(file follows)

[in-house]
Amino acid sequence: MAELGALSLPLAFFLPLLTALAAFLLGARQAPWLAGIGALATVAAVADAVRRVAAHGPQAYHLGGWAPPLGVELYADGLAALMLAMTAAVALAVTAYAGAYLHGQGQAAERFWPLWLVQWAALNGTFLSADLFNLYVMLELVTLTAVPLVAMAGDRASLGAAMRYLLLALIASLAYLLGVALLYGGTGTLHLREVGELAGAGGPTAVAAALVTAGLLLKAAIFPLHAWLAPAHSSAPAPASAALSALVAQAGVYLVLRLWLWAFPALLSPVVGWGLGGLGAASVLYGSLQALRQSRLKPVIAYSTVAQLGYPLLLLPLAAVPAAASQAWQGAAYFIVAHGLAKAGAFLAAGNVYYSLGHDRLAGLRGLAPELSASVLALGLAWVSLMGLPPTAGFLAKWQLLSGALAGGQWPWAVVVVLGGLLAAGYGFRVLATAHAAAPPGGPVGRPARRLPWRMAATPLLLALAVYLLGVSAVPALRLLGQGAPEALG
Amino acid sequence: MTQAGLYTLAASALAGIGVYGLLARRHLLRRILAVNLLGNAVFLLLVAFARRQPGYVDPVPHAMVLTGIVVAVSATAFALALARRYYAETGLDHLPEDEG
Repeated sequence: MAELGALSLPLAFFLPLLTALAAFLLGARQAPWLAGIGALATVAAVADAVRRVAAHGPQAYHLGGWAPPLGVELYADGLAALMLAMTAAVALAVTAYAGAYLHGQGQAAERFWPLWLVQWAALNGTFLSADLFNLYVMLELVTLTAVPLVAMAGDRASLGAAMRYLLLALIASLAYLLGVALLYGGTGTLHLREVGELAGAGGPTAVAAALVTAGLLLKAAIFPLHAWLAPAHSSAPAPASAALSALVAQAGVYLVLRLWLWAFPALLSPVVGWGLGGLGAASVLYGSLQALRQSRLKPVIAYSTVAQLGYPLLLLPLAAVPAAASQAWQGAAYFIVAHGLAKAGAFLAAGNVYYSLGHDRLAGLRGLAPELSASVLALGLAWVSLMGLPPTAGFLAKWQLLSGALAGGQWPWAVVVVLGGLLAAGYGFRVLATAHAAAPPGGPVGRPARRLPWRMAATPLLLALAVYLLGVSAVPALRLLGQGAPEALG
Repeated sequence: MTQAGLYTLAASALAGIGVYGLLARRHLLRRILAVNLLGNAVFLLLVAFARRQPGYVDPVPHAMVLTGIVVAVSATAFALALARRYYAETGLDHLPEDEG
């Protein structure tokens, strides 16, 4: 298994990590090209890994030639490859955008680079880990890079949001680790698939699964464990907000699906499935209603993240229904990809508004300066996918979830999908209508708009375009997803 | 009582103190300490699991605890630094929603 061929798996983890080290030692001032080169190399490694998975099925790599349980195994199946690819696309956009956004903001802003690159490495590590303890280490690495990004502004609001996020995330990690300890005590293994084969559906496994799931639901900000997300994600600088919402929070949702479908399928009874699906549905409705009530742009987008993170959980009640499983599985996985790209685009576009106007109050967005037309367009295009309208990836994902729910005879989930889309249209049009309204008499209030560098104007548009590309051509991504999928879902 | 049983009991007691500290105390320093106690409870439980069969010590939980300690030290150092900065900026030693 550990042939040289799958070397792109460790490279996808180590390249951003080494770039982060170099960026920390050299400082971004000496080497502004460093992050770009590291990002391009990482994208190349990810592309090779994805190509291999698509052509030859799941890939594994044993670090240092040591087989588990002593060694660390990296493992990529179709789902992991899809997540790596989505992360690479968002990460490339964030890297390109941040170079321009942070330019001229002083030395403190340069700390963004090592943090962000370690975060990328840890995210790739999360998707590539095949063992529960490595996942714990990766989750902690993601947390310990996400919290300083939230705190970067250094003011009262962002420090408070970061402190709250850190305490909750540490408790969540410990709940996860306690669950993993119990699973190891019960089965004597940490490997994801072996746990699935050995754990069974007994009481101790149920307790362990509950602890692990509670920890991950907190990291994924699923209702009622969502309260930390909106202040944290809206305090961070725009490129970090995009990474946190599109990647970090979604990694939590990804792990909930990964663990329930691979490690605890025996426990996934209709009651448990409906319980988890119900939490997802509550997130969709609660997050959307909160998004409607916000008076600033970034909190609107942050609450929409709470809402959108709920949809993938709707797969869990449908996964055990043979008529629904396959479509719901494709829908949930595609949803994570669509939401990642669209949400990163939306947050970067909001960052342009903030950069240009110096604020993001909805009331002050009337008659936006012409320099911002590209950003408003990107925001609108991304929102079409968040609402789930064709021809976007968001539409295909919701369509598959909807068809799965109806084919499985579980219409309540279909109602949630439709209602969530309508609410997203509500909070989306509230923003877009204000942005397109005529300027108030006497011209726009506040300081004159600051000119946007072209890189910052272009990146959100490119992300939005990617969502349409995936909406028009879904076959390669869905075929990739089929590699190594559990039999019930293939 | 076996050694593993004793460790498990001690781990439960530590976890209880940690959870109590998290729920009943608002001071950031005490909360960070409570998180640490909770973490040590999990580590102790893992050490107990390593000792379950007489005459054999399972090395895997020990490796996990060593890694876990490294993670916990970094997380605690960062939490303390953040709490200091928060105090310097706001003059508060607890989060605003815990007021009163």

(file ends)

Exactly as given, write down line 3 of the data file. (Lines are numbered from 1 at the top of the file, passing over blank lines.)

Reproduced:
Amino acid sequence: MTQAGLYTLAASALAGIGVYGLLARRHLLRRILAVNLLGNAVFLLLVAFARRQPGYVDPVPHAMVLTGIVVAVSATAFALALARRYYAETGLDHLPEDEG